Recently I read in The Economist that my generation, those Americans who came of age between 2000 and 2005, are the most heavily Democratic-leaning age group in decades. The explicit statistic surprised me; the substance did not. I live in the heart of the Red South, yet most of my peers are liberal, depending on how you draw the line. While many of us continue to cling to the values handed down from our religions, on less moralistic issues – taxes, education, welfare, the Iraq war, gender and racial equality, immigration – when we swing, we swing left. Since my freshman year in college I have happily labeled myself “socialist” (in fact, on a whim I started what became the largest socialist Facebook group). Most of my friends are independents or, as the primary season for both parties has trundled on, follow the Dems with much more personal interest. We knock Huckabee and accept McCain; we debate Clinton and Obama. Even my most conservative friend has softened on social issues. This is the case even though most, if not all, of us, were dyed-in-the-wool Republican sheep in high school. And so now we are still pro-life, but few of us will make that a first-tier issue come November.

Why the dramatic liberal conversion? (more…)

Torture February 2, 2008

Posted by Tim in Observations, Politics.

Most people are probably vaguely aware that there is a debate going on in Washington regarding whether torture should be illegal, what exactly is torture, whether there are ever good reasons to torture someone, etc.  Some aspects of this debate have become buzzwords; “water-boarding” and “ticking-time-bomb” are the two that come to my mind.

The majority of talk radio pundits support Guantanamo Bay, and believe it plays a crucial role in our national security.  They are so convinced of its obvious helpfulness that one pundit railed against John McCain, “He wants to close Guantanamo Bay and give terrorist suspects constitutional rights!”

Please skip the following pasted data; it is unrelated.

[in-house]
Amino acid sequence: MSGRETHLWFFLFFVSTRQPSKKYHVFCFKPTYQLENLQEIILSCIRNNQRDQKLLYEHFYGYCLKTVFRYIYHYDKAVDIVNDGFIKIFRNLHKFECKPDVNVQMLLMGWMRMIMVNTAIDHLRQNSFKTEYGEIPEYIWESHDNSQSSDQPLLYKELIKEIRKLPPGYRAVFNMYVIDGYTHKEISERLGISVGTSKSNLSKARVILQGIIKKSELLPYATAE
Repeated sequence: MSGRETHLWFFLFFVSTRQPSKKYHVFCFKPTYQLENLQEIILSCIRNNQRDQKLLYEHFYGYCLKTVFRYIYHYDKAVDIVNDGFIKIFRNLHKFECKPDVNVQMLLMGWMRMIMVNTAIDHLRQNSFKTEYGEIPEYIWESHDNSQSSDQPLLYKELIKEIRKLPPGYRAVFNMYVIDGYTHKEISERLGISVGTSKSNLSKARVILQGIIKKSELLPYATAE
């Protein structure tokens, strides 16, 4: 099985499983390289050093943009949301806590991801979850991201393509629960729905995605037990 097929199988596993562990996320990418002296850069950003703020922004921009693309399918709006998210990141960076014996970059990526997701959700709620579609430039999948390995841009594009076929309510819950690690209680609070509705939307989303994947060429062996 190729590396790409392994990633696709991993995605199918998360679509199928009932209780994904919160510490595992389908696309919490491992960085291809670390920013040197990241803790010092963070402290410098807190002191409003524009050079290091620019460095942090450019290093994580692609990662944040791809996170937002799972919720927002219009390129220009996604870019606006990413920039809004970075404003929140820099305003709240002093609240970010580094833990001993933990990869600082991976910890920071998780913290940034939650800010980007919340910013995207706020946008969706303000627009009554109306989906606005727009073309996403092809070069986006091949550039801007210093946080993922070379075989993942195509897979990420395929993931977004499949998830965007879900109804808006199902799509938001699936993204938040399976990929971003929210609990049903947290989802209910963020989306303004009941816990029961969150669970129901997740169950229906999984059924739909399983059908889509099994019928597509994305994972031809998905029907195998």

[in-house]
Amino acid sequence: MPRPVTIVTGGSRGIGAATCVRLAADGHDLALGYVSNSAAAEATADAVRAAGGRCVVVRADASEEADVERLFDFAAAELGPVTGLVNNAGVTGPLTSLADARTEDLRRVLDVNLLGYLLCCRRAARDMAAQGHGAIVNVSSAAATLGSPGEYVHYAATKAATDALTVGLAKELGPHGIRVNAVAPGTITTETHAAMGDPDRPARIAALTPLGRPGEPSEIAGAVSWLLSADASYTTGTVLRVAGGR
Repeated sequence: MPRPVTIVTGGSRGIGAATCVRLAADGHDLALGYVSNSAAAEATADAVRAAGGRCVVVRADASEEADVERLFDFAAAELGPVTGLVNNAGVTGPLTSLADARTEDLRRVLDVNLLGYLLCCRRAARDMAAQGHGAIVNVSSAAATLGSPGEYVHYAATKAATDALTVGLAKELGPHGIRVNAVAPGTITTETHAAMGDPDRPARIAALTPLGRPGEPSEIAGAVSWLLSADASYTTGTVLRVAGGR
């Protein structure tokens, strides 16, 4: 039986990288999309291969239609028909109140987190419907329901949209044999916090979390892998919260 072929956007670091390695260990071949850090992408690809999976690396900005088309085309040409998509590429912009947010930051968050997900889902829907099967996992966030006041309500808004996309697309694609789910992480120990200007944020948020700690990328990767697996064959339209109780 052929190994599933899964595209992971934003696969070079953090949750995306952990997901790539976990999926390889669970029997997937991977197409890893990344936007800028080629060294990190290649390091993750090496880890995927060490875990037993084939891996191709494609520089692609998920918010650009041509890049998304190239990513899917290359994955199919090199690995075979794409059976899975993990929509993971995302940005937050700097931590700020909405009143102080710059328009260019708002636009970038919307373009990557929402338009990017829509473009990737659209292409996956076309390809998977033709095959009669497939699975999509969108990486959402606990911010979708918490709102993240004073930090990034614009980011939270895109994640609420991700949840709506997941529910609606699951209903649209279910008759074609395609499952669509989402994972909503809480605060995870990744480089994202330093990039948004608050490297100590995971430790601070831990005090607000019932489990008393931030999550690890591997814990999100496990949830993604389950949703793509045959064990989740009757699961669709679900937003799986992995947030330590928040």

This is first confusing and then painful for me.  Confusing, because these champions of the “Conservative Movement” essentially worship the Constitution.  Another pundit declared last week, without irony, “The Constitution is divinely inspired.”  Yet it is the constitutional rights of habeus corpus, and the Bill of Rights guarantees to due process and against self-incrimination that Guantanamo Bay explicitly denies.  If these rights are a good thing, to protect individuals from the menacing government so many conservatives fear, then why not extend them toward terrorist suspects?  There are no conditions applied to these constitutional rights.  Is the Constitution wrong on these points?  Or is this pure racist-nationalism, that would deny a foreign terrorist suspect rights but grant a native terrorist suspect every right that can be afforded?  Politically, either choice is… disastrous.  Why are so many politicians and pundits insistent on its benefits and its legality?